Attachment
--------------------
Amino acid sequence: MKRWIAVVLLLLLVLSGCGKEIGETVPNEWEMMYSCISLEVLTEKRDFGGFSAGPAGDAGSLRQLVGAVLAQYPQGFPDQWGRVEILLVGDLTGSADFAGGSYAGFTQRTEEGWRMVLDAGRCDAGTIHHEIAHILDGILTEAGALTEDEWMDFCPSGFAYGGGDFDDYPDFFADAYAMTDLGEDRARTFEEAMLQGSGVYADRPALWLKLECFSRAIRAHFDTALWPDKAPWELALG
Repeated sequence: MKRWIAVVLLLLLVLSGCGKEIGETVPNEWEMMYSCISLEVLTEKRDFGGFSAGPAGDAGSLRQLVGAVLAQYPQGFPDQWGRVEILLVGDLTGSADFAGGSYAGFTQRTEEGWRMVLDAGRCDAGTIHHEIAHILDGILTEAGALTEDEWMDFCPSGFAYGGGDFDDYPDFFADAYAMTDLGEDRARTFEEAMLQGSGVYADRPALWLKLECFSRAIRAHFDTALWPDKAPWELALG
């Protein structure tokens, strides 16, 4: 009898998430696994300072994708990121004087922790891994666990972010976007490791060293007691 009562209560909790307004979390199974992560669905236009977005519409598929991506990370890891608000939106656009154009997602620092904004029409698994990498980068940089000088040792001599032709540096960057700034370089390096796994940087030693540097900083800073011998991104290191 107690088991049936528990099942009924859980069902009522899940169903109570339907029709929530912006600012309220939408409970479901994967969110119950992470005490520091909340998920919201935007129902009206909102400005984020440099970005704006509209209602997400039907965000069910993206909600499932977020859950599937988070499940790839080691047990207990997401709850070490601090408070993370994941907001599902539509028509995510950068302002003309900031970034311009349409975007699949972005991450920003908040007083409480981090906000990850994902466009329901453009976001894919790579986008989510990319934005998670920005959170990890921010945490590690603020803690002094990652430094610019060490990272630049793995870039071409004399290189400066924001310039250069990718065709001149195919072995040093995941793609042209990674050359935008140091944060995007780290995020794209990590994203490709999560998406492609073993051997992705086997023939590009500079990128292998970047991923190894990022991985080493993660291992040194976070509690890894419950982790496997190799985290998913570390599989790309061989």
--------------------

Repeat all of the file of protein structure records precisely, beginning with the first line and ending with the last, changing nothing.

Amino acid sequence: MKRWIAVVLLLLLVLSGCGKEIGETVPNEWEMMYSCISLEVLTEKRDFGGFSAGPAGDAGSLRQLVGAVLAQYPQGFPDQWGRVEILLVGDLTGSADFAGGSYAGFTQRTEEGWRMVLDAGRCDAGTIHHEIAHILDGILTEAGALTEDEWMDFCPSGFAYGGGDFDDYPDFFADAYAMTDLGEDRARTFEEAMLQGSGVYADRPALWLKLECFSRAIRAHFDTALWPDKAPWELALG
Repeated sequence: MKRWIAVVLLLLLVLSGCGKEIGETVPNEWEMMYSCISLEVLTEKRDFGGFSAGPAGDAGSLRQLVGAVLAQYPQGFPDQWGRVEILLVGDLTGSADFAGGSYAGFTQRTEEGWRMVLDAGRCDAGTIHHEIAHILDGILTEAGALTEDEWMDFCPSGFAYGGGDFDDYPDFFADAYAMTDLGEDRARTFEEAMLQGSGVYADRPALWLKLECFSRAIRAHFDTALWPDKAPWELALG
């Protein structure tokens, strides 16, 4: 009898998430696994300072994708990121004087922790891994666990972010976007490791060293007691 009562209560909790307004979390199974992560669905236009977005519409598929991506990370890891608000939106656009154009997602620092904004029409698994990498980068940089000088040792001599032709540096960057700034370089390096796994940087030693540097900083800073011998991104290191 107690088991049936528990099942009924859980069902009522899940169903109570339907029709929530912006600012309220939408409970479901994967969110119950992470005490520091909340998920919201935007129902009206909102400005984020440099970005704006509209209602997400039907965000069910993206909600499932977020859950599937988070499940790839080691047990207990997401709850070490601090408070993370994941907001599902539509028509995510950068302002003309900031970034311009349409975007699949972005991450920003908040007083409480981090906000990850994902466009329901453009976001894919790579986008989510990319934005998670920005959170990890921010945490590690603020803690002094990652430094610019060490990272630049793995870039071409004399290189400066924001310039250069990718065709001149195919072995040093995941793609042209990674050359935008140091944060995007780290995020794209990590994203490709999560998406492609073993051997992705086997023939590009500079990128292998970047991923190894990022991985080493993660291992040194976070509690890894419950982790496997190799985290998913570390599989790309061989």